In the present paper we investigate the effect of ‘gene-trap’ modification of the PTCD2 gene in mice homozygous for the insertion of the β-geo construct, and we show that PTCD2 is involved in the expression of cytochrome b, the overall assembly of mitochondrial complex III and the phenotypic development of a lipid cardiomyopathy.
MATERIALS AND METHODS
For mitochondrial localization studies, HeLa human cervical carcinoma cells were maintained in DMEM (Dulbecco's modified Eagle's medium) with glucose (4.5 g/l), glutamine (2.5 mM), penicillin (100 μg/ml) and streptomycin (100 μg/ml) at 5% CO2 at 37 °C.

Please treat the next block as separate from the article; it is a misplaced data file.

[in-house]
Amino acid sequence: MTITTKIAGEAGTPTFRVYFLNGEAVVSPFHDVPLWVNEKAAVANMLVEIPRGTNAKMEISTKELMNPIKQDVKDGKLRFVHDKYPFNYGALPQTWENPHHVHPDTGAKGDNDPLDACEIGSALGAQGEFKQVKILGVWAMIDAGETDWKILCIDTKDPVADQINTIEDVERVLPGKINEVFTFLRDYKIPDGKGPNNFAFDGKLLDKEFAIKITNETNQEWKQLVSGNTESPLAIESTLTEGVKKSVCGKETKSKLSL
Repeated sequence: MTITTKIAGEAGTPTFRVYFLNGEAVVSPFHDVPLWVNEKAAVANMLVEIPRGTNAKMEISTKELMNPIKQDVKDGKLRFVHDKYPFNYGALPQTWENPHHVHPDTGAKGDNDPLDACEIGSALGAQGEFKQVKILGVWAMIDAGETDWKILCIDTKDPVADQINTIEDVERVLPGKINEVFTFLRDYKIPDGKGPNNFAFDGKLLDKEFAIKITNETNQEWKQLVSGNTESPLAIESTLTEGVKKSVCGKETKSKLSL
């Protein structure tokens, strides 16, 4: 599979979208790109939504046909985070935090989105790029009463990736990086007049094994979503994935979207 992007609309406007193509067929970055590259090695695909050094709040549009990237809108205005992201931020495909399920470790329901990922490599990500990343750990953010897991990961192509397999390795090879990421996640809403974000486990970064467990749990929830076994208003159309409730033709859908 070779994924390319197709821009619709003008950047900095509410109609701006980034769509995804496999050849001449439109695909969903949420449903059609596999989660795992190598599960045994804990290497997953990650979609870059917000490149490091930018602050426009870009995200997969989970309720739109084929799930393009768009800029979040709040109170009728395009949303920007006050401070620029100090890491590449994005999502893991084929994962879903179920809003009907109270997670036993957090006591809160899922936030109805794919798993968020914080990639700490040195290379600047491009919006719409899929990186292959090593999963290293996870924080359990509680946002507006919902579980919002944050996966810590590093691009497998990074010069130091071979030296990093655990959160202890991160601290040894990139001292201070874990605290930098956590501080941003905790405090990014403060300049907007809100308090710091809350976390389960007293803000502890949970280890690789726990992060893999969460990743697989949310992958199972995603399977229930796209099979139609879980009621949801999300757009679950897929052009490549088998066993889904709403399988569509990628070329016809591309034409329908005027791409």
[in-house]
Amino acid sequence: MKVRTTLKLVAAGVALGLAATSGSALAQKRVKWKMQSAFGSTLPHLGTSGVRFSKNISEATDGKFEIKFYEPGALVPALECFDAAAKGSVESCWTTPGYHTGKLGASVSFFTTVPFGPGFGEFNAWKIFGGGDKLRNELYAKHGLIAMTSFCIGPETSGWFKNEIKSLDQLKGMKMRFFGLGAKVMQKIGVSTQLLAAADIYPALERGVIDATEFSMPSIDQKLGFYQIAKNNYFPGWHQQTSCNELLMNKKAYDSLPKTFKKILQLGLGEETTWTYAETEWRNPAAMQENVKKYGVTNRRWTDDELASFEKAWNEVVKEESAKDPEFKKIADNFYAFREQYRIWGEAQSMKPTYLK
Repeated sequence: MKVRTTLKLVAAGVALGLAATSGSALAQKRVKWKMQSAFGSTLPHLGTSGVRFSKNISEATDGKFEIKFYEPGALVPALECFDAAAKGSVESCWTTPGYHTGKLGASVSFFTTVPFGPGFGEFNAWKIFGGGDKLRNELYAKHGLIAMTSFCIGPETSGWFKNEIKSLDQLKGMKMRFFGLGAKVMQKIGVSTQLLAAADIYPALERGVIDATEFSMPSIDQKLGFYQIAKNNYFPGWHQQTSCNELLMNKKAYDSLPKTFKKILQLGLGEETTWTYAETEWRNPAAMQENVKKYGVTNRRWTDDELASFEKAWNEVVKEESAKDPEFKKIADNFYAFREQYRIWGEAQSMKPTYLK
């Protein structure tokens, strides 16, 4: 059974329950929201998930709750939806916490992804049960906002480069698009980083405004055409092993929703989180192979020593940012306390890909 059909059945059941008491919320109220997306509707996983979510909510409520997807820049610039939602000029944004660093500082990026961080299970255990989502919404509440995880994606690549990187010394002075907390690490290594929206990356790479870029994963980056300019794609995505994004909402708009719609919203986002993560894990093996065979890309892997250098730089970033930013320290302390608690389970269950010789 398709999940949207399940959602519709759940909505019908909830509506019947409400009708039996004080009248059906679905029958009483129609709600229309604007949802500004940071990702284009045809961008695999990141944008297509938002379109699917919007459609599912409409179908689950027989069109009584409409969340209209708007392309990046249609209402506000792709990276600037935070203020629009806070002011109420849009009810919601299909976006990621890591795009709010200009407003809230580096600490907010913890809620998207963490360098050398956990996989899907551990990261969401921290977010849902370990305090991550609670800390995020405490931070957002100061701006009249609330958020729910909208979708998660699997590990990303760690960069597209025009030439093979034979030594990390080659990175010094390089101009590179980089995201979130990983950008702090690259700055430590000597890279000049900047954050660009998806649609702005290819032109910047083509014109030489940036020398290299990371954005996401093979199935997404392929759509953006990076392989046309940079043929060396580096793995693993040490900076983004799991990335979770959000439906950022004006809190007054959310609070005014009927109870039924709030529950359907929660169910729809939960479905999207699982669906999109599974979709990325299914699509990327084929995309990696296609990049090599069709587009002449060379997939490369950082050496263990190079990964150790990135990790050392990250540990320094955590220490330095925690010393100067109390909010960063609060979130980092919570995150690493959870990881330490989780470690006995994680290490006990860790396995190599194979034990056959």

Tissue RNA was prepared using TRIzol® reagent (Invitrogen Life Technologies, Burlington, ON, Canada). Briefly, 100 mg of mouse tissue was cut into small pieces on ice and homogenized in 4 ml of TRIzol® solution. The homogenate was agitated for 5 min at 4 °C on a constant rocking platform. Chloroform (0.8 ml) was then added and mixed thoroughly by vortexing. The mixture was centrifuged at 12000 rev./min in an SS-34 rotor for 10 min at 4 °C. The supernatant was collected and RNA in the supernatant was precipitated with an equal volume of propan-2-ol.
Reverse transcription and PCR
Reverse transcription of total RNA was carried out using Superscript III reverse transcriptase (Invitrogen Life Technologies, ON, Canada). For cDNA amplification, Vent DNA polymerase (New England BioLabs, ON, Canada) was used. For genomic DNA amplification, the Expanded Long Template PCR System (Roche Diagnostics, Laval, QC, Canada) was used.
PTCD2–GFP (green fluorescent protein) vector construction, cell transfection and image capture